Netflix does it again. After a few years of creating mind blowing and amazing original content, Netflix has another hit on their hands. Most recently, adding to the Marvel Cinematic Universe by releasing their latest action thriller in the form of ‘Jessica Jones’, Netflix released another show a few weeks earlier, which was a little smaller in scale, but packed with a big punch. Working on expanding their stable of comedy shows after ‘The Unbreakable Kimmy Shmidt’, Netflix has now released Aziz Ansari’s ‘Master Of None’, starring, written and created by Ansari himself, most famous for his role on NBC Television. The series is one that covers a variety of socially aware topics, thus far not featured in many shows, comedy or otherwise.
While the world praises the inclusion of an international Bollywood actress as the lead in a primetime show like ‘Quantico’ on ABC, Aziz Ansari truly breaks stereotypes and does more for progression of minorities in Hollywood with ‘Master Of None’. But that’s not what the show is about. The story is almost a semi autographical one, following East Indian – American Dev, a struggling actor, as he navigates life, relationships, his profession and an observation of all things around him. The premise doesn’t seem original, but what makes is truly unique, is the perspective with which the show is approached. Written and created by Ansari himself, the show features a lot of awkwardly hilarious moments, and uncomfortable events that mirror the reality of those situations, as most people rarely say the perfect line, or monologue in situations that require it.
While being a serial format, the first half of ‘Master Of None’s episodes are more episodic segments, each dealing with certain topics, which can easily be seen as stand up comedy ‘bits’, but expanded into a fictional show with multiple characters and a storyline with a beginning, middle and end. The show doesn’t even feature a large supporting cast, with only a few actors breezing in and out of the series. Most notable supporting roles would be the role of Dev’s parents, who were given to Ansari’s own real life parents, who do a pretty great job at conveying the typical immigrant parent sentiments. They even had an entire episode dedicated to them, with a look at the immigrant experience for parents of first generation American children.
The entire series is mostly written by Ansari, and the young comedian gives almost as stunning of a portrayal in his on screen performance as he does in his off screen performance. The character of Dev goes through a great transformation in the series, reflective of the inner struggle most late 20-somethings may experience at certain forks in their own lives. Initially almost playing himself, Ansari comes off as awkward and silly, relying mostly on his comedic skills to get him through a scene. Near the latter half of the 10 episode Series, Ansari’s performance changes to be more introspective, somber and less of himself really. This may be attributed to the actor’s growth of experience, during the making of the series itself, but regardless of how, it’s a great performance by Ansari.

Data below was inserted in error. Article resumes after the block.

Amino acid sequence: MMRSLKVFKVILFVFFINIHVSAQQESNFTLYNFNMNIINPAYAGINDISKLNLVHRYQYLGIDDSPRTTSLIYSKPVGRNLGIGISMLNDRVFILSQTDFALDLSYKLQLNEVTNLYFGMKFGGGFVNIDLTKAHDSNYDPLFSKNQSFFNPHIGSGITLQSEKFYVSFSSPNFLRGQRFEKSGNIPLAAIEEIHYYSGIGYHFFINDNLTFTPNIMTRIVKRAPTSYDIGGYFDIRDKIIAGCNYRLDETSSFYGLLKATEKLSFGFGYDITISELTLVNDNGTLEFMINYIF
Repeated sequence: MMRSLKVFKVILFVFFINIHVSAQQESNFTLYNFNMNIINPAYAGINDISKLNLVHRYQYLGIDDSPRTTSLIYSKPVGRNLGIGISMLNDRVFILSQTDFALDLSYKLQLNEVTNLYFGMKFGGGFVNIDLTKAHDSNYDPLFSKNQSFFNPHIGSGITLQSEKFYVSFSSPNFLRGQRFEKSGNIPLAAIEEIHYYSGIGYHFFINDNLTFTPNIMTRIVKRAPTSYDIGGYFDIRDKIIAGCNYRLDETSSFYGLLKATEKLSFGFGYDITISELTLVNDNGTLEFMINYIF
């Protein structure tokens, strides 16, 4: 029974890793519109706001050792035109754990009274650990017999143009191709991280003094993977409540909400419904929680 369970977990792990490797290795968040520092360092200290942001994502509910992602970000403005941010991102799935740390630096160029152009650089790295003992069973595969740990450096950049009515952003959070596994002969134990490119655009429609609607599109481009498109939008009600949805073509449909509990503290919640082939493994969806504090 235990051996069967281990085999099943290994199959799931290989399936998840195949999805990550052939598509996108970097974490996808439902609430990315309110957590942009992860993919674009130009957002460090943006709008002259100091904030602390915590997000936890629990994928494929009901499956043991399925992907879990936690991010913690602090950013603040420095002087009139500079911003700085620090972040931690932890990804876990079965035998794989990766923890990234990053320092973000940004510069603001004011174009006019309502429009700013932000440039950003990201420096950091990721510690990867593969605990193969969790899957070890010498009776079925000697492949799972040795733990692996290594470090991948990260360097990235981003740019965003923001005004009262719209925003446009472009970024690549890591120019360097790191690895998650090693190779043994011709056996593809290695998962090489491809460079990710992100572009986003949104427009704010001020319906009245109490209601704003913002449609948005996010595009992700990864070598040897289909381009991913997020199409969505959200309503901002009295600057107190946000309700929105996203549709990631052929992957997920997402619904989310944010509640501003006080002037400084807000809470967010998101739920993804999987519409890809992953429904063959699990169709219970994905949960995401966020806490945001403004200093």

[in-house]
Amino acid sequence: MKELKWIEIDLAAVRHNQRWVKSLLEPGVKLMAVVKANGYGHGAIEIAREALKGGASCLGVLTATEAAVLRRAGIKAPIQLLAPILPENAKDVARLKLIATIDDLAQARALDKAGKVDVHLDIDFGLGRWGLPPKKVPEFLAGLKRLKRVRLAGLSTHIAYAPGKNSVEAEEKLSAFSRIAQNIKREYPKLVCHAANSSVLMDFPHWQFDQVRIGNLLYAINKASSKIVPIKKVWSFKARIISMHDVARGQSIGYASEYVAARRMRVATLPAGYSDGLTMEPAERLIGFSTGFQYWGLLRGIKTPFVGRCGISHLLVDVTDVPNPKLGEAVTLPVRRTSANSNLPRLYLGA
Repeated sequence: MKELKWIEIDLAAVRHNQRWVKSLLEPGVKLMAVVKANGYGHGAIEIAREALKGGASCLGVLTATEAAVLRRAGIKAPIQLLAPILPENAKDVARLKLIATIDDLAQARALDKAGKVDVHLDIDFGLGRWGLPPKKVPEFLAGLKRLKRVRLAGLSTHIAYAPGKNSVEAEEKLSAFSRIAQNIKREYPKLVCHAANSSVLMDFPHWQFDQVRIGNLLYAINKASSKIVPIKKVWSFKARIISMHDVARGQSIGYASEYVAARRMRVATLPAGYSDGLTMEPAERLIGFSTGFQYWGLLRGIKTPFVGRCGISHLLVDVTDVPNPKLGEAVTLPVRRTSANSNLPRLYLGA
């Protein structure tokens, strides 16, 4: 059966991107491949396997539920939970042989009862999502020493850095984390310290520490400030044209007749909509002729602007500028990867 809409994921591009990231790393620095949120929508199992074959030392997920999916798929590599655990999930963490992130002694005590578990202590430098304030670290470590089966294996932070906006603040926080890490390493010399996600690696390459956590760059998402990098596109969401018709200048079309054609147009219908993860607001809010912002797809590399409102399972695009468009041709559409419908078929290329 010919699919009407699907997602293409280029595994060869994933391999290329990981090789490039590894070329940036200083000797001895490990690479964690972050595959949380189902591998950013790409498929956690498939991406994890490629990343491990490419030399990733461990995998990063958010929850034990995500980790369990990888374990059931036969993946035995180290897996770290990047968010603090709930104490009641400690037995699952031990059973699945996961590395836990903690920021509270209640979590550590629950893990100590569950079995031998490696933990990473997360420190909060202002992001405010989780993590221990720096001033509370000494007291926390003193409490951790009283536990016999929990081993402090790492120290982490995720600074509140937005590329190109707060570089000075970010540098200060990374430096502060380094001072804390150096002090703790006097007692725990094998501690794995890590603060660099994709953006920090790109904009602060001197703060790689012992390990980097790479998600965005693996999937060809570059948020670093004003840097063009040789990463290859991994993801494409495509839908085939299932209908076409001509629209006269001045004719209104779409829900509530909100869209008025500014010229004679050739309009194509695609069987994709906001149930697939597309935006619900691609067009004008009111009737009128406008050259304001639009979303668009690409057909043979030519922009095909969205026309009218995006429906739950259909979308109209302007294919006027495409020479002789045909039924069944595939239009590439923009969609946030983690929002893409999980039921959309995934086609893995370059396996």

‘Master Of None’ can almost automatically be thought of as a comedy series, given it’s creator and main actor. Ansari’s previous credits paint him as a goofball comic relief than any serious supporting actor, much less lead performance, headlining his own series. But the Netflix original goes completely against the grain, at times leaning in towards the established stereotype of Ansari. However, it succeeds more when it moves away from it, by mostly providing thoughtful perspectives on real world topics ranging from the treatment of various group of people within our society from elderly, immigrants and women, to taking a real hard look at the everyday emotional degradation of a typical live-in relationship between a couple who love each other.
The series takes a turn in the last 3 episodes, focusing on the on-screen relationship of Dev and his girlfriend Rachel. An episode is focused entirely on showcasing a year of their relationship through individual incidents, shown weeks apart through time lapse, and gives a beautiful break down of the highs and lows in a usual relationship. It’s something completely unexpected from a show that was perceived to be comedic, rather than dramatic. This is where ‘Master Of None’ surpasses other shows in its genre, as it evolves into a deeply thought provoking discussion piece about everyday subjects, but done in a manner that is not dramatic or overly emotional, butter subdued at its core, coupled with a wonderful performance by Aziz Ansari. While there have been no reports of the show being renewed for a second season, the almost unanimous critical acclaim of Aziz Ansari and ‘Master Of None’, make that fact almost a foregone conclusion. Especially given the manner in which the series finale ended.